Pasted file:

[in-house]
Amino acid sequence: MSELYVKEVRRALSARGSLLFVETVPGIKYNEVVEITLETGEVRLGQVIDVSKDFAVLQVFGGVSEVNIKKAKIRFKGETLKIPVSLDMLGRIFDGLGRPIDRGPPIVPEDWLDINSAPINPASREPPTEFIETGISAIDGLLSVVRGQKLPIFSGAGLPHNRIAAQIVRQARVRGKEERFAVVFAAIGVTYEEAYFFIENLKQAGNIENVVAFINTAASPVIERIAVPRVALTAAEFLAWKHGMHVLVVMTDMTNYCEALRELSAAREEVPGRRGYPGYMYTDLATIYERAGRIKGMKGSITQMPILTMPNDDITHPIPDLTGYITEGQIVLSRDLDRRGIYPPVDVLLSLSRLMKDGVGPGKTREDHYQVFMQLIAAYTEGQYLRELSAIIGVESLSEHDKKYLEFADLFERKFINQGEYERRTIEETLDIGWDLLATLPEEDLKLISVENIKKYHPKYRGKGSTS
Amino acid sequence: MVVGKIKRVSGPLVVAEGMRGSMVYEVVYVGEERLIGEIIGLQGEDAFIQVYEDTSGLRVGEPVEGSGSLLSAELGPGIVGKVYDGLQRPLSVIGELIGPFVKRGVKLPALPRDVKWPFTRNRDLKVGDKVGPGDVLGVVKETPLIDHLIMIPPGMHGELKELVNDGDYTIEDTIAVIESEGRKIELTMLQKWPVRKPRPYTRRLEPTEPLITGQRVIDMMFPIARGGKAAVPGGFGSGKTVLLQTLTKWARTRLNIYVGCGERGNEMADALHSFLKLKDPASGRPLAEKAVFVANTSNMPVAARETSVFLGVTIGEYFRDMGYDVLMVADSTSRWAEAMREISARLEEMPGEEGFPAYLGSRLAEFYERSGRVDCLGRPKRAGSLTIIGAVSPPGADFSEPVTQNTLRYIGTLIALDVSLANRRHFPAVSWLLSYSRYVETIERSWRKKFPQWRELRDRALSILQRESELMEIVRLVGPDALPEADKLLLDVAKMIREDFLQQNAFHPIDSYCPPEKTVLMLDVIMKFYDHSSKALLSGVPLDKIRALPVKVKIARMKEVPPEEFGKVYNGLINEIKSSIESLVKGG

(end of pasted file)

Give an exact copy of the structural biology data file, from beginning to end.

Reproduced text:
[in-house]
Amino acid sequence: MSELYVKEVRRALSARGSLLFVETVPGIKYNEVVEITLETGEVRLGQVIDVSKDFAVLQVFGGVSEVNIKKAKIRFKGETLKIPVSLDMLGRIFDGLGRPIDRGPPIVPEDWLDINSAPINPASREPPTEFIETGISAIDGLLSVVRGQKLPIFSGAGLPHNRIAAQIVRQARVRGKEERFAVVFAAIGVTYEEAYFFIENLKQAGNIENVVAFINTAASPVIERIAVPRVALTAAEFLAWKHGMHVLVVMTDMTNYCEALRELSAAREEVPGRRGYPGYMYTDLATIYERAGRIKGMKGSITQMPILTMPNDDITHPIPDLTGYITEGQIVLSRDLDRRGIYPPVDVLLSLSRLMKDGVGPGKTREDHYQVFMQLIAAYTEGQYLRELSAIIGVESLSEHDKKYLEFADLFERKFINQGEYERRTIEETLDIGWDLLATLPEEDLKLISVENIKKYHPKYRGKGSTS
Amino acid sequence: MVVGKIKRVSGPLVVAEGMRGSMVYEVVYVGEERLIGEIIGLQGEDAFIQVYEDTSGLRVGEPVEGSGSLLSAELGPGIVGKVYDGLQRPLSVIGELIGPFVKRGVKLPALPRDVKWPFTRNRDLKVGDKVGPGDVLGVVKETPLIDHLIMIPPGMHGELKELVNDGDYTIEDTIAVIESEGRKIELTMLQKWPVRKPRPYTRRLEPTEPLITGQRVIDMMFPIARGGKAAVPGGFGSGKTVLLQTLTKWARTRLNIYVGCGERGNEMADALHSFLKLKDPASGRPLAEKAVFVANTSNMPVAARETSVFLGVTIGEYFRDMGYDVLMVADSTSRWAEAMREISARLEEMPGEEGFPAYLGSRLAEFYERSGRVDCLGRPKRAGSLTIIGAVSPPGADFSEPVTQNTLRYIGTLIALDVSLANRRHFPAVSWLLSYSRYVETIERSWRKKFPQWRELRDRALSILQRESELMEIVRLVGPDALPEADKLLLDVAKMIREDFLQQNAFHPIDSYCPPEKTVLMLDVIMKFYDHSSKALLSGVPLDKIRALPVKVKIARMKEVPPEEFGKVYNGLINEIKSSIESLVKGG